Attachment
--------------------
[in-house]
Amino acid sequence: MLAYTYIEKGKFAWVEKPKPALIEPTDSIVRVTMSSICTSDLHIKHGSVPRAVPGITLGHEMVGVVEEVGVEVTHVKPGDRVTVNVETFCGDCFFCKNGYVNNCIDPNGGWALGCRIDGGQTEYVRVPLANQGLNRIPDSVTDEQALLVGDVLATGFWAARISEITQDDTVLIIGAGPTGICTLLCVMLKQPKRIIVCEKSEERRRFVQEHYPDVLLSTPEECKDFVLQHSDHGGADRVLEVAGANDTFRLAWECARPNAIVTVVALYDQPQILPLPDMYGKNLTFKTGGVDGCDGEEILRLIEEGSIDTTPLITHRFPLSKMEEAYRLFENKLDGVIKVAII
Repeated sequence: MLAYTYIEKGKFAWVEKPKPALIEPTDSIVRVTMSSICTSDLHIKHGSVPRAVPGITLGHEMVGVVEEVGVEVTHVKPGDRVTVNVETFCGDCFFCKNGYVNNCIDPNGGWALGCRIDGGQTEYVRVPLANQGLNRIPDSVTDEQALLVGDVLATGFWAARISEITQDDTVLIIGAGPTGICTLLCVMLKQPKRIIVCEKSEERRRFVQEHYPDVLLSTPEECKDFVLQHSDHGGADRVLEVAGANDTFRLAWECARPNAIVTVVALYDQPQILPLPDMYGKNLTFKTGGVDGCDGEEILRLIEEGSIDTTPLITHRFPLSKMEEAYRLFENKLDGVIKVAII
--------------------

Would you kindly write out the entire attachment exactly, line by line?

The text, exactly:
[in-house]
Amino acid sequence: MLAYTYIEKGKFAWVEKPKPALIEPTDSIVRVTMSSICTSDLHIKHGSVPRAVPGITLGHEMVGVVEEVGVEVTHVKPGDRVTVNVETFCGDCFFCKNGYVNNCIDPNGGWALGCRIDGGQTEYVRVPLANQGLNRIPDSVTDEQALLVGDVLATGFWAARISEITQDDTVLIIGAGPTGICTLLCVMLKQPKRIIVCEKSEERRRFVQEHYPDVLLSTPEECKDFVLQHSDHGGADRVLEVAGANDTFRLAWECARPNAIVTVVALYDQPQILPLPDMYGKNLTFKTGGVDGCDGEEILRLIEEGSIDTTPLITHRFPLSKMEEAYRLFENKLDGVIKVAII
Repeated sequence: MLAYTYIEKGKFAWVEKPKPALIEPTDSIVRVTMSSICTSDLHIKHGSVPRAVPGITLGHEMVGVVEEVGVEVTHVKPGDRVTVNVETFCGDCFFCKNGYVNNCIDPNGGWALGCRIDGGQTEYVRVPLANQGLNRIPDSVTDEQALLVGDVLATGFWAARISEITQDDTVLIIGAGPTGICTLLCVMLKQPKRIIVCEKSEERRRFVQEHYPDVLLSTPEECKDFVLQHSDHGGADRVLEVAGANDTFRLAWECARPNAIVTVVALYDQPQILPLPDMYGKNLTFKTGGVDGCDGEEILRLIEEGSIDTTPLITHRFPLSKMEEAYRLFENKLDGVIKVAII